Washington Evening Journal
111 North Marion Avenue
Washington, IA 52353
WASHINGTON — Marion Avenue Baptist Church received approval for a site plan at the corner of Washington Street and B Avenue from the City Council Tuesday night.
“It’s really an expansion of our ministry, and we believe it’s really vital for our growth,” said Aiden Cane, who spoke on behalf of the church at the council meeting. “I think it’s going to be a great building for the downtown area as well. We put a lot of effort into making sure that it’s aesthetically pleasing to the community.”
Pastor Joseph Brown said the church hoped the planned building on the former location of the Perdock Building would boost its bus ministry program.
“We go all over Southeast Iowa, and we bring them in on buses,” he said. “It’s basically like a Vacation Bible School all year-round, 52 weekends a year. We feed them twice, we have Bible songs, the Sunday songs, we have activities for them … this building will facilitate that ministry every Sunday. There will be children's classes, adult classes, there will be a kitchen.”
Brown said the building will include 18 classrooms and an office for the bus ministry.
“It’s going to facilitate a whole lot more space to be able to bring in more children, more bus riders,” he said.
The building plan includes a gymnasium, which Brown said could double as an event center for the church or a community-accessible venue.
Brown said he expected the church’s buses to handle the expected uptick in attendance.
“That may come down the road, but we don’t anticipate more buses, we just anticipate more people on the buses,” he said.
Still, concerns about parking in the church’s neighborhood were raised at the city council meeting.
“I think it’s a wonderful drawn up building, I just have some concerns about parking,” council member Elaine Moore said. “There’s not a lot of parking there, around that area. I just wondered if you had thought about the additional vehicles … I think parking is something that you’re probably going to have to think about in the future.”
Building and Zoning official Jeff Duwa said zoning requirements for the building had specific parking regulations due to its downtown location.
“There was a couple of options brought up at the time of the initial meeting,” he said. “That might just be something for discussion, earlier than later.”
Brown said the church had parking solutions in the works, including arrangements with nearby lots and off-site bus parking. Because none of those alternatives were finalized, he did not disclose a specific plan of action.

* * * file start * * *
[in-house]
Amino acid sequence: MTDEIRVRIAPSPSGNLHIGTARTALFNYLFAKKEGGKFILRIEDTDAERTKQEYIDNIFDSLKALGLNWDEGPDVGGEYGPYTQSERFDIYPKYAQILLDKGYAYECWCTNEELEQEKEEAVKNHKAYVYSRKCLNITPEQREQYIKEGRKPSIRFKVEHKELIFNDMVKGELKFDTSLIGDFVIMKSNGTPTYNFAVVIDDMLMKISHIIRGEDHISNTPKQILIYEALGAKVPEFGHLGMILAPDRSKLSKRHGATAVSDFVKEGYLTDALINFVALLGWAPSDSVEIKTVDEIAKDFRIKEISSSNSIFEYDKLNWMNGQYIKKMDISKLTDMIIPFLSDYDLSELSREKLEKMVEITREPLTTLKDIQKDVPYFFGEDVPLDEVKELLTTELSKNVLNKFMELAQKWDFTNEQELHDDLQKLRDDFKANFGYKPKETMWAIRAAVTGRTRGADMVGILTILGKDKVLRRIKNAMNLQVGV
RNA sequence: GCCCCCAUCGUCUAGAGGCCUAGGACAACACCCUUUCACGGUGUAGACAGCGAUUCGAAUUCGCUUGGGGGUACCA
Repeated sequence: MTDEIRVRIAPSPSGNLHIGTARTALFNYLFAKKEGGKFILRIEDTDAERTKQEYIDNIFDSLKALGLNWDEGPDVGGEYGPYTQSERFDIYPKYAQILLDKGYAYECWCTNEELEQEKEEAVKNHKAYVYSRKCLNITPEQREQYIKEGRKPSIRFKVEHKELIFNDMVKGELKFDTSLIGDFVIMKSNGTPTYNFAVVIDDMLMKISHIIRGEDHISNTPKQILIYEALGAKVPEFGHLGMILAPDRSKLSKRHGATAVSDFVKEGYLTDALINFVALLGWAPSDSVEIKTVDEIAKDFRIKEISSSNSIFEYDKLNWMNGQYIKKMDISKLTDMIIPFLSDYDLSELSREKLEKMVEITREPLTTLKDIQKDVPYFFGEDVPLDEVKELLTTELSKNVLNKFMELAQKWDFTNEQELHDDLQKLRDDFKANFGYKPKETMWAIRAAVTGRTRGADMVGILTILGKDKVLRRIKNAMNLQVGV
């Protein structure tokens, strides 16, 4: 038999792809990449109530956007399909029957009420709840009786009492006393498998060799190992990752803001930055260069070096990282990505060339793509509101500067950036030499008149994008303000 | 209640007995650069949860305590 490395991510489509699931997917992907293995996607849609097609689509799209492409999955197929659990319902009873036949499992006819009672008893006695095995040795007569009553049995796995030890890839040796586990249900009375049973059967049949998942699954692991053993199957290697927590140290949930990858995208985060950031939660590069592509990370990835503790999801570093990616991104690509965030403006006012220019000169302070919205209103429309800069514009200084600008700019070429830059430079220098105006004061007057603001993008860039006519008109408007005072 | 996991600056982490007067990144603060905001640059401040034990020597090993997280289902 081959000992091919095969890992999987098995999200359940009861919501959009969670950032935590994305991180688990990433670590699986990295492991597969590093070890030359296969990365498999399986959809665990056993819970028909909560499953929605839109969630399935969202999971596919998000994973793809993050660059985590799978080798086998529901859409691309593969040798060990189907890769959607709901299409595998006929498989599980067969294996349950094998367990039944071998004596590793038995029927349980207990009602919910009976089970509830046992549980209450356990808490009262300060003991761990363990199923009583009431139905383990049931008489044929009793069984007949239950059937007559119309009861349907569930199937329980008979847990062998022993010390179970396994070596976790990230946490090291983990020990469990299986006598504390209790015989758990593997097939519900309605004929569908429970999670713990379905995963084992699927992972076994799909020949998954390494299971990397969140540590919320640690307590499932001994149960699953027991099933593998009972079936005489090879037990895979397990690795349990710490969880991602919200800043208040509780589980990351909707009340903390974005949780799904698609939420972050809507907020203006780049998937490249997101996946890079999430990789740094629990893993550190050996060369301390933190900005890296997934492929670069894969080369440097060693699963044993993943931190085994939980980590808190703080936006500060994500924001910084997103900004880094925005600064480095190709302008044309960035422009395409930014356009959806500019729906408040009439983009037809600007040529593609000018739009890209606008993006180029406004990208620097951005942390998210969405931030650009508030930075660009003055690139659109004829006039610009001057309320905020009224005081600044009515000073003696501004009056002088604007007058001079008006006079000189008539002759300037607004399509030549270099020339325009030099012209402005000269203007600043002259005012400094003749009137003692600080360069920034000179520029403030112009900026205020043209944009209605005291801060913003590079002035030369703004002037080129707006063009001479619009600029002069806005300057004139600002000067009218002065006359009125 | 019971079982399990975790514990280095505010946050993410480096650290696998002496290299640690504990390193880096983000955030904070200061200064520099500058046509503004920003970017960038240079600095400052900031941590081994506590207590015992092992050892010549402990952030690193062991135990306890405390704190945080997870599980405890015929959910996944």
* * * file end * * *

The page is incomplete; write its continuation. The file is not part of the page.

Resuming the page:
“The people who are filling that building are those riding the buses, so we don’t anticipate any more cars,” he said. “What happens is when that building is there, or when we’ve had a tent on there … and cars cannot park on that lot, we would begin to park around the exterior of the church and also on our black top. We’ve been in discussion with some other real estate options.”
Mayor Jaron Rosien said the concerns were valid but didn’t justify delaying the project for now.
“I don’t think it’s a reason for us to go a different direction from what is in front of us right now,” he said. “But I’m happy to hear that’s still a potential opportunity because I know we share that concern.”
The church was, until recently, in discussions with the city to construct a building with a similar purpose on a smaller, city-owned lot also on North Marion Ave., a fact that concerned council member Steve Gault.
“I find this conversation very disturbing because I know there was at least two or three people that offered to buy that lot in the last four or five years from Mr. Hinson, and he wouldn’t sell it,” Gault said. “Holding something in the hopes of doing something else, I’m sorry, is not right, number one. Number two, it would have been a business, it would have been uptown, it would have been a tax base. I find it very disturbing that Mr. Hinson has been talking with these guys when there’s other people that wanted to buy it.”
Former City Administrator Brent Hinson, who no longer works in Washington, was not at the meeting to comment. Main Street Washington Executive Director Sarah Grunewaldt said she could think of other reasons the lot north of the church hadn’t been sold, such as requirements that any building in sight of the town square be at least two stories, and have a masonry front.
“I’m not sure specifically, Steve, what you’re referring to,” she said. “My guess is whoever made the offer, whatever they were offering to build, may not meet the design standards that are required for that space … I know I have worked with several businesses that were interested in that space, and those deals fell through for varying reasons.”
As for the lot the group now plans to expand into, public records show the church purchased it in 2008, though Brown said the building was torn down around 2010 after a partial collapse, leaving an empty lot behind.
With the site plan approved by a 6-0 vote, Brown said the church tentatively planned to have the building finished in just over a year.
“Because of the current situation with COVID timelines, that’s kind of pushed everything back, there’s a lot of unknowns as far as supply, especially steel,” he said. “We still do not have a guaranteed date. However, what we’re goaling for is they would still break ground this fall and be done within 12 months of Oct. 1.”
In the meantime, Brown said Marion Avenue Baptist Church community would wait with excitement.
“It’s very very exciting, our church is very excited about it,” he said. “It’s a great investment for the future. We have so many young couples and so many children, and obviously this is going to facilitate an incredible event space.”